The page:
I know, I know you want to have a service or product to build your brand around first. But it really is the chicken and the egg rule here, in that you have to have both. And if you’re thinking, “I don’t want to invest in a brand identity until we know our product or service identity,” I would encourage you that it’s okay to evolve your brand over time, but it’s not okay to not have any brand for years. If you just need some quick help, Magdalyn Duffie, Pan-II Creative, and Paradigm both do some logo and brand design. If you want to take a deeper dive or re-brand, New Kind, located in our Capital Club location, is known for humanizing tech brands and are amazing at what they do. They are the real McCoy. (By the way, I heard the story of where that saying came from the other day, check it out. It’s good trivia!)
4. Headshot and Bio
Getting a good headshot and bio seems like the easiest thing to check off this list. But if you’ve ever tried to find a good headshot and bio of people you look up online, you’ll find it often takes some digging. I think because it’s easy to do, it’s often far down people’s task lists and seems insignificant to business operations. Your professional image, however, is synonymous with your company. That goes for everyone in your company, by the way. And it’s not like if you don’t put up a picture and bio people looking for it will find nothing. Instead, they will find a terrible, old, washed out picture of you from your step sister’s wedding in the 90s. (Now, find a seat because I am about to tell you that the 90’s was nearly 30 years ago! Cue our shared shock.) So for the love of all things good, just get a nice headshot and updated bio to throw up online. We have so many photographers that work out of our space. In fact, during the next happy hour on Friday, we will have headshots for charity! So basically you’re a bad person if you don’t!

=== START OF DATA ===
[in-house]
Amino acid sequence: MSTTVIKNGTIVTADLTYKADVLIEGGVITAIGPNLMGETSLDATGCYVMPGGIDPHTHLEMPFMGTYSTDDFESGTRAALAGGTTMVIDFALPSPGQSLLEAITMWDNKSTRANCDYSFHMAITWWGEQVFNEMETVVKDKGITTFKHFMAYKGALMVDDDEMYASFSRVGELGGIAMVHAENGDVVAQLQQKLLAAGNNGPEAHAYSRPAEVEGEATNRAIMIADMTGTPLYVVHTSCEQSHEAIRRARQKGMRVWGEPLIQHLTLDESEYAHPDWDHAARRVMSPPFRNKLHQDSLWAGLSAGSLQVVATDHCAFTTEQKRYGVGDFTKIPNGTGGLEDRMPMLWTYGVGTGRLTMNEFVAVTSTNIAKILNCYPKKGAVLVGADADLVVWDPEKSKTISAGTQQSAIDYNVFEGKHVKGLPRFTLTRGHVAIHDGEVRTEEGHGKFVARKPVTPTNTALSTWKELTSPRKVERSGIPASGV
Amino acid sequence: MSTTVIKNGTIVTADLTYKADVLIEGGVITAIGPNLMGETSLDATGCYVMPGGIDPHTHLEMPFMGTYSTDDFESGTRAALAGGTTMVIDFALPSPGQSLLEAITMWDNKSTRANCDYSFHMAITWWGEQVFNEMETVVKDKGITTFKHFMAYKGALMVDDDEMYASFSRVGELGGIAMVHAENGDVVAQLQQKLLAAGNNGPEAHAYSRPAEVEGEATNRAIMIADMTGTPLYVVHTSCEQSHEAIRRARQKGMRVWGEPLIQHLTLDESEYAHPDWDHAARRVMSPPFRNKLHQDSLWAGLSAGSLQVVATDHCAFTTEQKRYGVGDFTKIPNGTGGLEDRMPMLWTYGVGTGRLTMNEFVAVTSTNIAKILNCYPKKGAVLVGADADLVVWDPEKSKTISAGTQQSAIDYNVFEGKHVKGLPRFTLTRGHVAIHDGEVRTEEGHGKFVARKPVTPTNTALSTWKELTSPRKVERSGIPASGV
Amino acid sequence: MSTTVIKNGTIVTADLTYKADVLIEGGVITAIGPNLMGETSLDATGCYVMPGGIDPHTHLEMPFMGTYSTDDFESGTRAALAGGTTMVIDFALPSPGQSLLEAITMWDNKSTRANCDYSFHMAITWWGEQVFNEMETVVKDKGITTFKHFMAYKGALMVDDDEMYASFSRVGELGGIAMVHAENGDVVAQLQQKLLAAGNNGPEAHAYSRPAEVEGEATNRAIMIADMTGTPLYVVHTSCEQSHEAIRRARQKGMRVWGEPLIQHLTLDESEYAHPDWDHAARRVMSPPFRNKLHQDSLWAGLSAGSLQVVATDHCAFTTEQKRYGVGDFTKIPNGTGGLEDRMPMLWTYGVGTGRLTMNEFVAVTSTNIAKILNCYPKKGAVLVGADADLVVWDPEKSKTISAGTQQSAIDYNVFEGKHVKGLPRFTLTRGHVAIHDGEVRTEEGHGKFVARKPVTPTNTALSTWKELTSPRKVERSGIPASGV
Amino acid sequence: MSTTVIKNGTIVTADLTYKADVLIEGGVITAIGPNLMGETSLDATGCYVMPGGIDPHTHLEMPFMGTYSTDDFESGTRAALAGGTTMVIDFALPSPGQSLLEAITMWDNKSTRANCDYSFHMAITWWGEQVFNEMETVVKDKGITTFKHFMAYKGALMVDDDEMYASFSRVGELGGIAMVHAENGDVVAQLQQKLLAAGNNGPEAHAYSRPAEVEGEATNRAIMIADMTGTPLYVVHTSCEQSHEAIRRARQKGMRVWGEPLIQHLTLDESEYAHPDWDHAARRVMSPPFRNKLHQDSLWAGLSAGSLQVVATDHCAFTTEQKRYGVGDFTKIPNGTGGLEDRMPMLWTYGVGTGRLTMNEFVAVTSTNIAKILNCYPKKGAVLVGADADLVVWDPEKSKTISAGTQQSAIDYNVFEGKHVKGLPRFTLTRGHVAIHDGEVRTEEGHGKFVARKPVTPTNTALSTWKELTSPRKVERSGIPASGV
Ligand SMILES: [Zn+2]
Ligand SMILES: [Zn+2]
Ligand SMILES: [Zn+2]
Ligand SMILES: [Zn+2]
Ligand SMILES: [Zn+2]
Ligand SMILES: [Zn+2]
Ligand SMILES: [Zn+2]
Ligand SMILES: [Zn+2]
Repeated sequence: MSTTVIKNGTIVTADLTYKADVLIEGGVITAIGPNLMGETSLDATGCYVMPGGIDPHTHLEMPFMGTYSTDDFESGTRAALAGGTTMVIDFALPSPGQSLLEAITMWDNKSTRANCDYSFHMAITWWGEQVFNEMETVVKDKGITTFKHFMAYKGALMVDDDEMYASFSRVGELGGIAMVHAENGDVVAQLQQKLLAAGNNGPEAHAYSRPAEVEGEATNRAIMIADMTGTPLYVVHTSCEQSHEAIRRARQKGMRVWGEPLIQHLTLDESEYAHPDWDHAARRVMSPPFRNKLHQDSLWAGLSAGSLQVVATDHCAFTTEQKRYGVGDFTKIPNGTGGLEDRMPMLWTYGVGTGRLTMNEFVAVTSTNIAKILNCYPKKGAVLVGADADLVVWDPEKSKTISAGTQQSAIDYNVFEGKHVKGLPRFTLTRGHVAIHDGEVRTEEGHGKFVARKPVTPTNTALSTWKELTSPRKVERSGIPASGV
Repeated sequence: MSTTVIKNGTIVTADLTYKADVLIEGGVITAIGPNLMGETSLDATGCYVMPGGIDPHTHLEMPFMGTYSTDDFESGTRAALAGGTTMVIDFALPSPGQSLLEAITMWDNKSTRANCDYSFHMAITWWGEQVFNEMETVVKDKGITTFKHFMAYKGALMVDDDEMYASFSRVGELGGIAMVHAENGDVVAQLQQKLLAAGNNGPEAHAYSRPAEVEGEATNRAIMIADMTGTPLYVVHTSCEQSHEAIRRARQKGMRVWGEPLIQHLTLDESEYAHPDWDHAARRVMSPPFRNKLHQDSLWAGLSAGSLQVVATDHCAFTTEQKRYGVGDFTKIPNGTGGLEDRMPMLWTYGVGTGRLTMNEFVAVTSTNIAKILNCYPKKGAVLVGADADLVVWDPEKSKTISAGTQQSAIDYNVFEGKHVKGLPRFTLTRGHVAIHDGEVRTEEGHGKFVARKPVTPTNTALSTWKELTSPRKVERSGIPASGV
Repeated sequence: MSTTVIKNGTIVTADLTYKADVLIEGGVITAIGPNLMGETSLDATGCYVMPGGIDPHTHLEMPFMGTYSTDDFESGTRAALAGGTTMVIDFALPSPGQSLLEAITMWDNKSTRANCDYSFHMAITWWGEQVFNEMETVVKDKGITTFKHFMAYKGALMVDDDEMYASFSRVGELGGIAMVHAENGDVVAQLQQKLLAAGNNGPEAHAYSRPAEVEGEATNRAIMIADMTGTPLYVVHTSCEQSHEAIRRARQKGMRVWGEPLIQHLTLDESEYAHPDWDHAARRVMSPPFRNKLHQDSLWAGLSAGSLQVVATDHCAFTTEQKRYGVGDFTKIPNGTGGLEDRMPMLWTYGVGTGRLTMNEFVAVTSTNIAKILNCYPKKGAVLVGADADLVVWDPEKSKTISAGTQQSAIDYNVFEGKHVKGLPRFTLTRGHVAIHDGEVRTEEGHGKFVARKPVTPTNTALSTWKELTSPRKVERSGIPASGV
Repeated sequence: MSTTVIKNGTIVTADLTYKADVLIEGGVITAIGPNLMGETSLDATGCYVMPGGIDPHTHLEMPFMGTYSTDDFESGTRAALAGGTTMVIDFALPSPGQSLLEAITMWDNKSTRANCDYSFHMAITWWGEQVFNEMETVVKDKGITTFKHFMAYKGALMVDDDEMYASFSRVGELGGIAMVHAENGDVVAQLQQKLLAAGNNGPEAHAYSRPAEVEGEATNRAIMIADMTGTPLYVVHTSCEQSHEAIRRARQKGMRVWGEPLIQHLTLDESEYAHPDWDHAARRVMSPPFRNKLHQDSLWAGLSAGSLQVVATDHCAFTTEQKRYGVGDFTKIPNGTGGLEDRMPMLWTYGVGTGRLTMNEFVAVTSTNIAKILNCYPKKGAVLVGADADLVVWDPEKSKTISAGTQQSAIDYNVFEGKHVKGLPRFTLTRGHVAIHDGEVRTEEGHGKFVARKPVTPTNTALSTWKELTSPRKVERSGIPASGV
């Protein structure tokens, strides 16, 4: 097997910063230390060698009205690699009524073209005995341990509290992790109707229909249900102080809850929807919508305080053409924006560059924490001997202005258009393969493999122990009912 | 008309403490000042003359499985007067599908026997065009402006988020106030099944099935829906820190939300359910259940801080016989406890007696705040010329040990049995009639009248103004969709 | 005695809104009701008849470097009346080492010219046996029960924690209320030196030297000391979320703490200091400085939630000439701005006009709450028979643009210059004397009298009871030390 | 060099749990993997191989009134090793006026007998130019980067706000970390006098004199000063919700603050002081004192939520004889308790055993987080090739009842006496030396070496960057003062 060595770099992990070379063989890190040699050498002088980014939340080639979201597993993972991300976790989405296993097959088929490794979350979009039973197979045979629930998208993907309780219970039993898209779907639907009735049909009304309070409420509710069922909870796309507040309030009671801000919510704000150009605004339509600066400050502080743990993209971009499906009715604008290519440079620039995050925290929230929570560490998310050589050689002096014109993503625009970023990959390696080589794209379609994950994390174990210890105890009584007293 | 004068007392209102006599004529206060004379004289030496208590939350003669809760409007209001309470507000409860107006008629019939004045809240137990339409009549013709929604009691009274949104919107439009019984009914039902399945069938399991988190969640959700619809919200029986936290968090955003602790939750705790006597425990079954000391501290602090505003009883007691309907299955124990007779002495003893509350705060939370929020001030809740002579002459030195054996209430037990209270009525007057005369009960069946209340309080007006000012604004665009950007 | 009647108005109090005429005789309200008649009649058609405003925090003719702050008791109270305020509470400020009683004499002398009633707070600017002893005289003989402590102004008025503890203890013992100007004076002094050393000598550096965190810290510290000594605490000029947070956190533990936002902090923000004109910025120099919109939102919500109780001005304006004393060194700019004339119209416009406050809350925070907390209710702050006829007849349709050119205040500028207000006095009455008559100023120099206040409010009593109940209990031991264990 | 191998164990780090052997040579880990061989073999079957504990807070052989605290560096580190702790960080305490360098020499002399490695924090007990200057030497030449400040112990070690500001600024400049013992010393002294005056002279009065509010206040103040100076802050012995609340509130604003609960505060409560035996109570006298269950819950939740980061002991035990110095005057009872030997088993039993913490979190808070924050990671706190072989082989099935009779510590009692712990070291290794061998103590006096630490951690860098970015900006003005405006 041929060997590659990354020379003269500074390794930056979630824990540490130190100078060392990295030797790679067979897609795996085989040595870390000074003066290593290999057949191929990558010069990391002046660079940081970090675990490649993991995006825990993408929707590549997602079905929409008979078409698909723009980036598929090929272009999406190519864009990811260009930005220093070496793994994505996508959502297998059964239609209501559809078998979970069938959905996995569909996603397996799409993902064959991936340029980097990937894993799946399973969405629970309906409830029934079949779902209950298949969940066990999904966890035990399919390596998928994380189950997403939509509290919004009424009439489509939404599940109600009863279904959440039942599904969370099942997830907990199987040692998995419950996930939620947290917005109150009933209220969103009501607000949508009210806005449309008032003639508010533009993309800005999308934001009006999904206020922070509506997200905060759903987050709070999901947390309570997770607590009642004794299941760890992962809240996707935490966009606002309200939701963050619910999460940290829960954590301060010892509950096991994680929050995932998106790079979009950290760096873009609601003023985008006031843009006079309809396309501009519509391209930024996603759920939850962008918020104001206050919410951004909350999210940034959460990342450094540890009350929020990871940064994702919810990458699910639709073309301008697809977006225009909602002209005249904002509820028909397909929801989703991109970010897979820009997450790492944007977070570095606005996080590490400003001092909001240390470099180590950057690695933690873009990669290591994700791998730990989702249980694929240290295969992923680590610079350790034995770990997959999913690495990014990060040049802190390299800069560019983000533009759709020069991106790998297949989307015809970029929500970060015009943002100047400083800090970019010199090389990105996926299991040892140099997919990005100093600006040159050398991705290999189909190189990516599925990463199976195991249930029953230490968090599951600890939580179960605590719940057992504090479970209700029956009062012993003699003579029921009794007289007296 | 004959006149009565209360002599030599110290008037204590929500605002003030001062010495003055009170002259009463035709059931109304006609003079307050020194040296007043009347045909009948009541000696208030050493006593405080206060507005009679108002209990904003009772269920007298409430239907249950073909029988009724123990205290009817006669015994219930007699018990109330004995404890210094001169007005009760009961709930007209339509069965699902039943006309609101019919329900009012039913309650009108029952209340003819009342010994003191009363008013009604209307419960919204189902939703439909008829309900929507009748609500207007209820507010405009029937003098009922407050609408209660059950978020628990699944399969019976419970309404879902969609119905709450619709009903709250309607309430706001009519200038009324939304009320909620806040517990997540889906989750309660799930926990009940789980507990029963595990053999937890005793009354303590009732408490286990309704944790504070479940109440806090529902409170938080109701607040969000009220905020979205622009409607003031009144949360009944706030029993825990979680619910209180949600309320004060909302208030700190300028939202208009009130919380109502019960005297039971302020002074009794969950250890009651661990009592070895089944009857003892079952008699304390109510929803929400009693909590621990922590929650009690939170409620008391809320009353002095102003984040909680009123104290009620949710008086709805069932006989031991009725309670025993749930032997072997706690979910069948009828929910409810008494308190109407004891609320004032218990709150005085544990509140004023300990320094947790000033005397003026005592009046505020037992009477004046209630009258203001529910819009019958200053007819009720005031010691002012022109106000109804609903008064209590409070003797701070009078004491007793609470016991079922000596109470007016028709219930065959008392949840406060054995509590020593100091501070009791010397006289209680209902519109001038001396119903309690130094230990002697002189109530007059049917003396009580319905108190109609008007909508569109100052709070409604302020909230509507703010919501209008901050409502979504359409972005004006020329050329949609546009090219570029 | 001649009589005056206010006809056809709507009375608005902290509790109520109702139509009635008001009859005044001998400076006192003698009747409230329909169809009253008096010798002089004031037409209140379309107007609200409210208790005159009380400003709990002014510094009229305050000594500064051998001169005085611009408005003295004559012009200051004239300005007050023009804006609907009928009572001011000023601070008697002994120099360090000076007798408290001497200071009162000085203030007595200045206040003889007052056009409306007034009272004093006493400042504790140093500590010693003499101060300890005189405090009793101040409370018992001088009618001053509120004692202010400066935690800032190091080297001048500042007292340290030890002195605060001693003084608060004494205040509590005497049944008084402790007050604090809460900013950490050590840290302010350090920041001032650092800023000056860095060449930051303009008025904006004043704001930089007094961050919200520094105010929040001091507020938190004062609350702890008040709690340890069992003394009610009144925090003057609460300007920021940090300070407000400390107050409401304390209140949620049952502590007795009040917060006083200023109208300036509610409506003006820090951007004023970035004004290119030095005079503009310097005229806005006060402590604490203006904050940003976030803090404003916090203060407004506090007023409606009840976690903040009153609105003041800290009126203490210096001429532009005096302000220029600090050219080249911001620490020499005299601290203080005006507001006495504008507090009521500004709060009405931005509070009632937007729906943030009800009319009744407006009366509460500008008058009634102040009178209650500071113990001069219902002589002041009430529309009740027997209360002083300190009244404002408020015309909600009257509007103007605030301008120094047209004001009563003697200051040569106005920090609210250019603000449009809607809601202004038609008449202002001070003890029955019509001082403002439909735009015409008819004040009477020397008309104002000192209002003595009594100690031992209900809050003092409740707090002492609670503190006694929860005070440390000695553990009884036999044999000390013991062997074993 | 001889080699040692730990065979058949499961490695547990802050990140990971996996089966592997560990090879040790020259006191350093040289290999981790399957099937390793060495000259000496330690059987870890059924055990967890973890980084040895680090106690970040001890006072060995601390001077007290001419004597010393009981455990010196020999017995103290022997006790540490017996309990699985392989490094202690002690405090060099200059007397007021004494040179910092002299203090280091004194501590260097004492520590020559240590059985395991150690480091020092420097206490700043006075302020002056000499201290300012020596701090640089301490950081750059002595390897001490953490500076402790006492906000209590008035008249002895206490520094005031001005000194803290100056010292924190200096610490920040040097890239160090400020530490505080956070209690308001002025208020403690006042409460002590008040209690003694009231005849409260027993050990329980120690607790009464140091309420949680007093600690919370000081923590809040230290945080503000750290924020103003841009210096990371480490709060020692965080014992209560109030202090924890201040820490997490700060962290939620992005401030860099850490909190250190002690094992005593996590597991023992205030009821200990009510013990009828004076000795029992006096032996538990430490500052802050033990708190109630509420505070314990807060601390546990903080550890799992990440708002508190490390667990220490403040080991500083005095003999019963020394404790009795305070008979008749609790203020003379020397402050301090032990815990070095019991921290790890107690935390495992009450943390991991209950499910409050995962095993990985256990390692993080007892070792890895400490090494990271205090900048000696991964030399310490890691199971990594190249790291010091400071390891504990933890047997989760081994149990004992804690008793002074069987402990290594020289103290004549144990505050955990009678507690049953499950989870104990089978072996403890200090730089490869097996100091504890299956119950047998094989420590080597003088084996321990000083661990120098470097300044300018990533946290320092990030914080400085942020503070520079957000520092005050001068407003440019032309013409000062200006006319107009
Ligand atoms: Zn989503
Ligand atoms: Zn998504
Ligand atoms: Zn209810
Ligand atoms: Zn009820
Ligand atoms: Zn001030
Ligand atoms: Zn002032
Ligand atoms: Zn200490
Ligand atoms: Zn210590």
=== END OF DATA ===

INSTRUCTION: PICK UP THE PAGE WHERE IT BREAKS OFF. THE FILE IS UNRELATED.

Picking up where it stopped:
5. Company Culture
Oof, this is a big one. I cannot say enough about the importance of culture. As members of sports teams, families, and communities, you already get why culture is important, but for some reason, this does not always translate to work. But by choosing to not have any culture, you are just choosing to have a bad culture. It might sound too light and fluffy for you at first, but at the end of the day your company is just comprised of human beings who have an innate desire to connect and to be a part of something bigger than themselves. For some big thinking about this topic, Brene Brown is a great thought leader and I highly recommend reading Dare to Lead. For some local thought leadership, we have a few resources like Julie Roseland, Erin Gallimore, and Rachael Boone, who have regular HQ office hours. You can find them on the HQ app.